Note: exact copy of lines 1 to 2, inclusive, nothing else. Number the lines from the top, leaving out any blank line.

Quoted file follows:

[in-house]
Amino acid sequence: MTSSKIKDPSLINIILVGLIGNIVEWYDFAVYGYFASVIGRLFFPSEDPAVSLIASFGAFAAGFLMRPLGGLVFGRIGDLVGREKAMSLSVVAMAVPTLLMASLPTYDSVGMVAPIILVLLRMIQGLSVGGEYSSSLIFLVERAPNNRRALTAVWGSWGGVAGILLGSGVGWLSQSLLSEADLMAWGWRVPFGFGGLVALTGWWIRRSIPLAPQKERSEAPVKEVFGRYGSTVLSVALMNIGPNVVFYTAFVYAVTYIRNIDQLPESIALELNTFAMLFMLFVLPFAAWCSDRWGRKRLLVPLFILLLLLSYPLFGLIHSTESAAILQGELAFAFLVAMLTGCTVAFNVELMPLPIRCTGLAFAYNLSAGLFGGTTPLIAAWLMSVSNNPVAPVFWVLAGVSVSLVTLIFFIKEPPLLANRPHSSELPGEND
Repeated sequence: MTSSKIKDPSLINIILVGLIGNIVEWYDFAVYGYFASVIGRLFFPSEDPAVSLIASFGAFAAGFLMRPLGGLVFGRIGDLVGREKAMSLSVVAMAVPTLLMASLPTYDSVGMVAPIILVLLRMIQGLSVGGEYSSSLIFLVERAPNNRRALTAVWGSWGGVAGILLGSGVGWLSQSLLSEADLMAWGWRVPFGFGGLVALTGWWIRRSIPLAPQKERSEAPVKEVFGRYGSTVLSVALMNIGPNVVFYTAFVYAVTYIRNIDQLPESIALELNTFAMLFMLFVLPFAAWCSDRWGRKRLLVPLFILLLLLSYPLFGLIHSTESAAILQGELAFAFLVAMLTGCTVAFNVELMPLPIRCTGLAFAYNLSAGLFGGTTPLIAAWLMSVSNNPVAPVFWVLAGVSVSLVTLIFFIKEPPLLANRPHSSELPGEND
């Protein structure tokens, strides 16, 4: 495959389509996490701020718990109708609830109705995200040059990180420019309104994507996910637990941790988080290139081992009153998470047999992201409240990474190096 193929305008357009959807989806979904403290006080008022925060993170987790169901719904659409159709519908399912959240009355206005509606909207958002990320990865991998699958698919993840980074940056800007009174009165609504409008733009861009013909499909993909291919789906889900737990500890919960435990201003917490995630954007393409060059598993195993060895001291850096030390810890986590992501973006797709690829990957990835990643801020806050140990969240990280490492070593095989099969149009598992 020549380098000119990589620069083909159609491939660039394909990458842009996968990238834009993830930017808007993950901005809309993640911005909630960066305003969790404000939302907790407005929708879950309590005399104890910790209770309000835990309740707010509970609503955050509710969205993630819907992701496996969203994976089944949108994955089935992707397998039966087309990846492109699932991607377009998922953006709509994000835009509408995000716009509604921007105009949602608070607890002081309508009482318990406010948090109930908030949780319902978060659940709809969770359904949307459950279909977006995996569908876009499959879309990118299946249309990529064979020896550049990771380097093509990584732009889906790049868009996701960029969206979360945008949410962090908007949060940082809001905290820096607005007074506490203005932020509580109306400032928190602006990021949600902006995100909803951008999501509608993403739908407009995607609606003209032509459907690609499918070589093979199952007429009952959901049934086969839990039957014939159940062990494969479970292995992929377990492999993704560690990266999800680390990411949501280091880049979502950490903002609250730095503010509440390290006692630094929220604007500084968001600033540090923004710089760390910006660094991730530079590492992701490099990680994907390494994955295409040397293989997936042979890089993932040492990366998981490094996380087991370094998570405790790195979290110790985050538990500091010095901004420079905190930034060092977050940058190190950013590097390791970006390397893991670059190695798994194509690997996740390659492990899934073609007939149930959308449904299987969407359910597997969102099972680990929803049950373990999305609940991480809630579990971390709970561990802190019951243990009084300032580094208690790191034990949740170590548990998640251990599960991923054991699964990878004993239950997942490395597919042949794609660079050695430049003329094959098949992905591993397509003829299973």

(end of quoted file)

[in-house]
Amino acid sequence: MTSSKIKDPSLINIILVGLIGNIVEWYDFAVYGYFASVIGRLFFPSEDPAVSLIASFGAFAAGFLMRPLGGLVFGRIGDLVGREKAMSLSVVAMAVPTLLMASLPTYDSVGMVAPIILVLLRMIQGLSVGGEYSSSLIFLVERAPNNRRALTAVWGSWGGVAGILLGSGVGWLSQSLLSEADLMAWGWRVPFGFGGLVALTGWWIRRSIPLAPQKERSEAPVKEVFGRYGSTVLSVALMNIGPNVVFYTAFVYAVTYIRNIDQLPESIALELNTFAMLFMLFVLPFAAWCSDRWGRKRLLVPLFILLLLLSYPLFGLIHSTESAAILQGELAFAFLVAMLTGCTVAFNVELMPLPIRCTGLAFAYNLSAGLFGGTTPLIAAWLMSVSNNPVAPVFWVLAGVSVSLVTLIFFIKEPPLLANRPHSSELPGEND